Croagh Patrick climbers urged not to go barefoot on pilgrimage


WHATEVER ABOUT its benefits for the soul, climbing Croagh Patrick barefoot this weekend could lead to calluses of the sole.

That is according to Mayo Mountain Rescue Team (MMRT), which has advised, for the first time, that people should wear footwear when climbing the 2,510ft (764m) mountain for the traditional “Reek Sunday” pilgrimage.

Even the youngest and fittest of climbers will run the risk of a painful injury lasting for days if they go without footwear, the MMRT points out in a comprehensive safety document.

For those determined to shed their shoes, the rescue unit urges that they at least bring some form of footwear with them which they can put on if the effort becomes too painful or excessive.

For safety reasons, the unit also urges that each pilgrim carry a stick and maintain a very slow and careful pace while ascending and descending the mountain.

Flip-flops, Wellingtons, sandals and stilettos have been given the red card by the rescue unit, which also advised that climbers wear multiple-layer clothing which can be added or removed as required.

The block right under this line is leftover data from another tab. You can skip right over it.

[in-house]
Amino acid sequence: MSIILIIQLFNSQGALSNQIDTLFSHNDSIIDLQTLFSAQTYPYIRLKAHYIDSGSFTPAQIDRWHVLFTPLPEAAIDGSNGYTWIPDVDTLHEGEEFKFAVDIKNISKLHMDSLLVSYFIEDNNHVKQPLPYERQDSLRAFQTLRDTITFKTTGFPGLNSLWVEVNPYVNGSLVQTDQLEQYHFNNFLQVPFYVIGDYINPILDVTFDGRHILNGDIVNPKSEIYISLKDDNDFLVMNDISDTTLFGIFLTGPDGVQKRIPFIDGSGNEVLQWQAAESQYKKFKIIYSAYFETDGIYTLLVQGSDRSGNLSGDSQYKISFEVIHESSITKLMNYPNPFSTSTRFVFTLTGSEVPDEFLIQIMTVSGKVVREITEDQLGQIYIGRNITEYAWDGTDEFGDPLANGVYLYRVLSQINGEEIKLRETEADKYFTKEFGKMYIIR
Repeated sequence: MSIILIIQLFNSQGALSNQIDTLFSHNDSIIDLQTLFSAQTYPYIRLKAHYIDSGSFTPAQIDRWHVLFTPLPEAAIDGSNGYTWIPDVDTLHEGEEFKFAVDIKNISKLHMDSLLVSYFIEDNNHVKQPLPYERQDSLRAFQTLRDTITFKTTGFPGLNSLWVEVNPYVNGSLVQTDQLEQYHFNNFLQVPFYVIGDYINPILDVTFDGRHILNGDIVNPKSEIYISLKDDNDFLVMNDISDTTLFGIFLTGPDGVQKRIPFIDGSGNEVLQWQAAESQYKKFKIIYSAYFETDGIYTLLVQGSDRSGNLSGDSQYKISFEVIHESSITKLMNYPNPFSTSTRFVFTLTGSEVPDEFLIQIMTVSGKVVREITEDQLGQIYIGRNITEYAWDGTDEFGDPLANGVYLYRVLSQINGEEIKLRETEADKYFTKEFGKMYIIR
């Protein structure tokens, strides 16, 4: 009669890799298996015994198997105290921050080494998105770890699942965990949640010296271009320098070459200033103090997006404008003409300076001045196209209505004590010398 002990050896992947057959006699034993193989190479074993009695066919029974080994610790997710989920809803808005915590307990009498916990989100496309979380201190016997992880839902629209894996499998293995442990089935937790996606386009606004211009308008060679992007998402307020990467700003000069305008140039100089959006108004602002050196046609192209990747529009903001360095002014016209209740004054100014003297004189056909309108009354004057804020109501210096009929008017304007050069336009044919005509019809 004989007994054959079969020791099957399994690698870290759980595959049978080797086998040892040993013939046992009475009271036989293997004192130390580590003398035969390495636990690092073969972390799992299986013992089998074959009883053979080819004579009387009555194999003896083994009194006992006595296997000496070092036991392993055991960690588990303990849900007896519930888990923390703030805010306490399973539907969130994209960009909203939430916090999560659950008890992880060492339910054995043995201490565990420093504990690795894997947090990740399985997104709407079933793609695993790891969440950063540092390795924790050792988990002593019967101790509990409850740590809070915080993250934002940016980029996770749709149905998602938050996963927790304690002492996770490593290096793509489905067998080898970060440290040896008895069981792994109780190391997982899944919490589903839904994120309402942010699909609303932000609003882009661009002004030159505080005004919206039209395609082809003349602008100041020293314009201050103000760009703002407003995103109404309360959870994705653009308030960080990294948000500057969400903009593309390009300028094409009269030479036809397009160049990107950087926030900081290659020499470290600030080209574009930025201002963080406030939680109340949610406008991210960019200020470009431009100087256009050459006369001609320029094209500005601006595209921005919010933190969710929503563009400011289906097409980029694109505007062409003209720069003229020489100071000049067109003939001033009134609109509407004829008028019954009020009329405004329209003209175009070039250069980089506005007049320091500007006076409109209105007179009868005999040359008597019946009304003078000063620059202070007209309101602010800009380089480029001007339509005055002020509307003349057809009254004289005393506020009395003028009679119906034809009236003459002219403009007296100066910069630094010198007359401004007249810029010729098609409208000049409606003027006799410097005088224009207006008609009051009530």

On Sunday next, Mayo Mountain Rescue will act as the co-ordinating team for 11 mountain rescue teams from all over the country. From early on Sunday, there will be in excess of 150 mountain rescue personnel on the mountain, backed up by Order of Malta, Civil Defence and Garda Síochána personnel.

Although a Coast Guard helicopter will be on standby to airlift those who may be more seriously injured, Mayo Mountain Rescue has advised intending pilgrims not to take such assistance for granted.

“Do not assume that a rescue team or helicopter is available to carry you off just because you get tired on the mountain,” Dick Harnedy, spokesman for Mayo Mountain Rescue, said yesterday.

“The unfortunate reality is that limited resources can be directed only at the most serious cases.”

Upwards of 20,000 people are expected to climb Croagh Patrick for the national pilgrimage on Sunday – among them the Archbishop of Tuam, Dr Michael Neary, who will celebrate 10.30am Mass in the mountaintop oratory.